for i := 1; i <= 5; i++ { go slowFunction(i, responses) } fmt.Printf("Winner was %s\n", <-responses) } func slowFunction(num int, out chan<- string) { waitSeconds := rand.Intn(10) fmt.Printf("Num %d is waiting %d seconds\n", num, waitSeconds) time.Sleep(time.Duration(waitSeconds) * time.Second) out <- fmt.Sprintf("%d", num) }
  54. @sarahjwells That webservice…

  55. @sarahjwells func main() { ah := authorHandler{newHardCodedAuthorService()} r := mux.NewRouter()

    r.HandleFunc("/authors/{uuid}", ah.getAuthor).Methods("GET") http.Handle("/", r) log.Fatal(http.ListenAndServe("localhost:8000", nil)) } type authorHandler struct { as authorService }
  56. @sarahjwells func main() { ah := authorHandler{newHardCodedAuthorService()} r := mux.NewRouter()

    r.HandleFunc("/authors/{uuid}", ah.getAuthor).Methods("GET") http.Handle("/", r) log.Fatal(http.ListenAndServe("localhost:8000", nil)) } type authorHandler struct { as authorService }
  57. @sarahjwells func (ah *authorHandler) getAuthor(writer http.ResponseWriter, req *http.Request) { vars

    := mux.Vars(req) uuid := vars["uuid"] requestedAuthor, found := ah.as.getAuthorByUUID(uuid) if !found { writer.WriteHeader(http.StatusNotFound) return } enc := json.NewEncoder(writer) //should have error handling here enc.Encode(requestedAuthor) }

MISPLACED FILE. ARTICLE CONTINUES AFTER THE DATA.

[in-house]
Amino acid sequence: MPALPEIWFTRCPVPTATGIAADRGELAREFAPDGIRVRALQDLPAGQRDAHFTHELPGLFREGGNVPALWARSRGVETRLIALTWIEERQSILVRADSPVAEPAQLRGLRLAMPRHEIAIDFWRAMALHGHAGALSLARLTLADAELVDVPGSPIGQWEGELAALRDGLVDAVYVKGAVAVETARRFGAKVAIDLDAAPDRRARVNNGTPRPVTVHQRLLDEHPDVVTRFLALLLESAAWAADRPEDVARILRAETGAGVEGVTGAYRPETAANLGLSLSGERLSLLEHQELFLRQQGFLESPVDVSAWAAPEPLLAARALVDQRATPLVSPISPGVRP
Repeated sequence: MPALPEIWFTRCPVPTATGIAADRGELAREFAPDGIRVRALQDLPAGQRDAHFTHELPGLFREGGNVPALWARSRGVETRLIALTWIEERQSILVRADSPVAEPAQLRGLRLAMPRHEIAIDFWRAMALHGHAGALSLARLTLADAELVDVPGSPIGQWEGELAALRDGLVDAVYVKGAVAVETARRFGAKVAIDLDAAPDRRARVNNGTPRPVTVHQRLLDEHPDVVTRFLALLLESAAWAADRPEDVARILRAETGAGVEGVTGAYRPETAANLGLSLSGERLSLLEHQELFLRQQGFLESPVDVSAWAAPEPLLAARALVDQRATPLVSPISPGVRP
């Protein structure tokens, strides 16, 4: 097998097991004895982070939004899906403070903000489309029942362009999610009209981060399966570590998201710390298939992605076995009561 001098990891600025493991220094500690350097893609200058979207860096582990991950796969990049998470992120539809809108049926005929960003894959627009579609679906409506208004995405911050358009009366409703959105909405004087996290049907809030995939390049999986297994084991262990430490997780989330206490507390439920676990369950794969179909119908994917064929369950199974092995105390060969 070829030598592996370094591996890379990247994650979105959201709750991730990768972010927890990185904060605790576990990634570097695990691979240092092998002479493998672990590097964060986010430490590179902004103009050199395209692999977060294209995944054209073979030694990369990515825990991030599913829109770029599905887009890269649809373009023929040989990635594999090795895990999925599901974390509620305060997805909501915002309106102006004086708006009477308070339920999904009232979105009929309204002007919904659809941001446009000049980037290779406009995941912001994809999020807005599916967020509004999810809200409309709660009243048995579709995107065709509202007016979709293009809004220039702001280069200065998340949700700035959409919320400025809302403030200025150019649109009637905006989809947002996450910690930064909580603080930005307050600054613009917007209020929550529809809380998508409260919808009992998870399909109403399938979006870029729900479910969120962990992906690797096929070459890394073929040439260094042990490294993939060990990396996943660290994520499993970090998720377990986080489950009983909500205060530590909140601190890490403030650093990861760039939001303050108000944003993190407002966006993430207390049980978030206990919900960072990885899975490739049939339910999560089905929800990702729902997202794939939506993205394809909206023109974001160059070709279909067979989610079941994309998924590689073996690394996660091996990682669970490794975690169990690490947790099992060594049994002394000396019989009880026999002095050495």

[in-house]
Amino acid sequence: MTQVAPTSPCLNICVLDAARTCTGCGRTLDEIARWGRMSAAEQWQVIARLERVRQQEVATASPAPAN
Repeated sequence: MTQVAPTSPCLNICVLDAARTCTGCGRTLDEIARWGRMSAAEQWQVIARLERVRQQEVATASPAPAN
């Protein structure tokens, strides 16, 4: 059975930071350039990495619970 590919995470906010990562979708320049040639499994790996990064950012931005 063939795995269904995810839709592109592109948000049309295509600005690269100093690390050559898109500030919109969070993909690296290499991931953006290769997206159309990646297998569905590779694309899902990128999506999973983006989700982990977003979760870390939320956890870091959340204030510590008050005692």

58. @sarahjwells type authorService interface { getAuthorByUUID(uuid string) (author, bool) }

    type simpleAuthorService struct { authors map[string]author } func (as simpleAuthorService) getAuthorByUUID(uuid string) (author, bool) { requestedAuthor, found := as.authors[uuid] return requestedAuthor, found }
  59. @sarahjwells type author struct { Name string `json:"name"` Email string

    `json:"email"` ImageURL string `json:"imageurl"` Biography string `json:"biography"` TwitterHandle string `json:"twitterhandle"` TmeIdentifier string `json:"tmeidentifier"` }
  60. @sarahjwells Summary

  61. @sarahjwells We’ve talked about: • the language aims • tooling

    • some of the interesting design decisions
  62. @sarahjwells So who’s using Go? • Docker is written in

    Go • Dropbox use Go (as well as Python) • Netflix rewrote their chaos monkey in Go
  63. @sarahjwells Resources

  64. @sarahjwells • https://golang.org - the home of Go, including go

    docs • Start with the Go tour: https://tour.golang.org/welcome/1 • Then Effective Go: https://golang.org/doc/effective_go.html • Go by Example: https://gobyexample.com/
  65. @sarahjwells http://www.gopl.io/ https://github.com/adonovan/ gopl.io

  66. @sarahjwells Code samples: https://github.com/sjwells/wosr

  67. @sarahjwells Thank you!